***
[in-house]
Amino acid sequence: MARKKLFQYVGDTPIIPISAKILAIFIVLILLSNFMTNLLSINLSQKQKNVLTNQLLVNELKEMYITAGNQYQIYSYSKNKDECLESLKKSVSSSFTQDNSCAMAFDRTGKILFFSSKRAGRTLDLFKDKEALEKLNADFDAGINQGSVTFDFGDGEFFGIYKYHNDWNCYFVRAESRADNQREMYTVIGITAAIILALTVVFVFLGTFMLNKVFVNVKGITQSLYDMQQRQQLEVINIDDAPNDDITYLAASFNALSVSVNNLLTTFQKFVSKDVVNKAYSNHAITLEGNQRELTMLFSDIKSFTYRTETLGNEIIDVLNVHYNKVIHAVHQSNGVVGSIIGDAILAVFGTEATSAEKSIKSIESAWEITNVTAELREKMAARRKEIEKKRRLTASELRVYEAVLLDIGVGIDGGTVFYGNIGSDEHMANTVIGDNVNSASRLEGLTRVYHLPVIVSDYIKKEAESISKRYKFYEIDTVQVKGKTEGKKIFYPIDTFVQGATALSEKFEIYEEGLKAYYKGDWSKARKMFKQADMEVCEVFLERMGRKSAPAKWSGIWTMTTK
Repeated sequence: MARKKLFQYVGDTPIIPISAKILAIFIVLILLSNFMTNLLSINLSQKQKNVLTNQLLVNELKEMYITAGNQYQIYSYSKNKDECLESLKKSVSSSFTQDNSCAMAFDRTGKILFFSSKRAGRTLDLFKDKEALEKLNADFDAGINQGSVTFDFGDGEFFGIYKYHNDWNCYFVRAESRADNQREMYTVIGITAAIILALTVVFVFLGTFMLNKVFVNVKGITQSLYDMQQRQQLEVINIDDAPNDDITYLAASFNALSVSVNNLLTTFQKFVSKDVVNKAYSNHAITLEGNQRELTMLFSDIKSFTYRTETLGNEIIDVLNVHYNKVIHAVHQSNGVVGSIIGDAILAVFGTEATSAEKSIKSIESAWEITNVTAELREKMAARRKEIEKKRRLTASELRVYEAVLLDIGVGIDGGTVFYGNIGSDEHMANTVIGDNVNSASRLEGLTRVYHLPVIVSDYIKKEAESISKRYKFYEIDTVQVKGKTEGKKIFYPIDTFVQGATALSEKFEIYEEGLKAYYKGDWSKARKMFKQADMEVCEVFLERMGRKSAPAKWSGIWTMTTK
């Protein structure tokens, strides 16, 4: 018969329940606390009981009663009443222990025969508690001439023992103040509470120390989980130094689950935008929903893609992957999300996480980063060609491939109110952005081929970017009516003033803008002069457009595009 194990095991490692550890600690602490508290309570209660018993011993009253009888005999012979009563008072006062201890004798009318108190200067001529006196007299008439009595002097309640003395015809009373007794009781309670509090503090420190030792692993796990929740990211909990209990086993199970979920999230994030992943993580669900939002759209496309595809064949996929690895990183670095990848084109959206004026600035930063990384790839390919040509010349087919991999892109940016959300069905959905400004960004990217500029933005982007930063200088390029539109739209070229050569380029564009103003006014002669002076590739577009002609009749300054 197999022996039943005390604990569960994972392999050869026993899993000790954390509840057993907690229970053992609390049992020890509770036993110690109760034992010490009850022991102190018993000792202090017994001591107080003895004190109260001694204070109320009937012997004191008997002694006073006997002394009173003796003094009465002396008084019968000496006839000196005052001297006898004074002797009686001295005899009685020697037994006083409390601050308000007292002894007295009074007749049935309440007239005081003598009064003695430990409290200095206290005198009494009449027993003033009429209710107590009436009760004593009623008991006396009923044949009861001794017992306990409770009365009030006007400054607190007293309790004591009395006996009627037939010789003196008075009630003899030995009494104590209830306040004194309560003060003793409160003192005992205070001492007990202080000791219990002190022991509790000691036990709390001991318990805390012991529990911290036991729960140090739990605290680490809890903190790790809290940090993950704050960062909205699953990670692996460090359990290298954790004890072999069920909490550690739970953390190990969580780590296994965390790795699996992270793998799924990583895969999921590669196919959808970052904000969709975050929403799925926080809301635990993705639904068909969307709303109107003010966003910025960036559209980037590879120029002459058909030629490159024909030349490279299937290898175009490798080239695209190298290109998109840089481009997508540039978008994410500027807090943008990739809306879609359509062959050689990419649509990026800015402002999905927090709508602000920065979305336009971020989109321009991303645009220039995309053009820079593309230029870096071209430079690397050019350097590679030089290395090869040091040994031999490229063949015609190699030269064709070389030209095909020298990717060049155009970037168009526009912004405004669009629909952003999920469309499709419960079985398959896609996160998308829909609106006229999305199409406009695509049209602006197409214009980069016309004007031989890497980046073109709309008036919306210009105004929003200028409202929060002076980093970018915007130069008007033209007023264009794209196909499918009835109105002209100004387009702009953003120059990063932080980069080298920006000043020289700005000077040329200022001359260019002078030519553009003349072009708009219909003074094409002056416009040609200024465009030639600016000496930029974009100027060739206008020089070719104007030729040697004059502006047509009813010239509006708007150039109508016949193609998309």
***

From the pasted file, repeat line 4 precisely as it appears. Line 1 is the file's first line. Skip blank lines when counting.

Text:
């Protein structure tokens, strides 16, 4: 018969329940606390009981009663009443222990025969508690001439023992103040509470120390989980130094689950935008929903893609992957999300996480980063060609491939109110952005081929970017009516003033803008002069457009595009 194990095991490692550890600690602490508290309570209660018993011993009253009888005999012979009563008072006062201890004798009318108190200067001529006196007299008439009595002097309640003395015809009373007794009781309670509090503090420190030792692993796990929740990211909990209990086993199970979920999230994030992943993580669900939002759209496309595809064949996929690895990183670095990848084109959206004026600035930063990384790839390919040509010349087919991999892109940016959300069905959905400004960004990217500029933005982007930063200088390029539109739209070229050569380029564009103003006014002669002076590739577009002609009749300054 197999022996039943005390604990569960994972392999050869026993899993000790954390509840057993907690229970053992609390049992020890509770036993110690109760034992010490009850022991102190018993000792202090017994001591107080003895004190109260001694204070109320009937012997004191008997002694006073006997002394009173003796003094009465002396008084019968000496006839000196005052001297006898004074002797009686001295005899009685020697037994006083409390601050308000007292002894007295009074007749049935309440007239005081003598009064003695430990409290200095206290005198009494009449027993003033009429209710107590009436009760004593009623008991006396009923044949009861001794017992306990409770009365009030006007400054607190007293309790004591009395006996009627037939010789003196008075009630003899030995009494104590209830306040004194309560003060003793409160003192005992205070001492007990202080000791219990002190022991509790000691036990709390001991318990805390012991529990911290036991729960140090739990605290680490809890903190790790809290940090993950704050960062909205699953990670692996460090359990290298954790004890072999069920909490550690739970953390190990969580780590296994965390790795699996992270793998799924990583895969999921590669196919959808970052904000969709975050929403799925926080809301635990993705639904068909969307709303109107003010966003910025960036559209980037590879120029002459058909030629490159024909030349490279299937290898175009490798080239695209190298290109998109840089481009997508540039978008994410500027807090943008990739809306879609359509062959050689990419649509990026800015402002999905927090709508602000920065979305336009971020989109321009991303645009220039995309053009820079593309230029870096071209430079690397050019350097590679030089290395090869040091040994031999490229063949015609190699030269064709070389030209095909020298990717060049155009970037168009526009912004405004669009629909952003999920469309499709419960079985398959896609996160998308829909609106006229999305199409406009695509049209602006197409214009980069016309004007031989890497980046073109709309008036919306210009105004929003200028409202929060002076980093970018915007130069008007033209007023264009794209196909499918009835109105002209100004387009702009953003120059990063932080980069080298920006000043020289700005000077040329200022001359260019002078030519553009003349072009708009219909003074094409002056416009040609200024465009030639600016000496930029974009100027060739206008020089070719104007030729040697004059502006047509009813010239509006708007150039109508016949193609998309």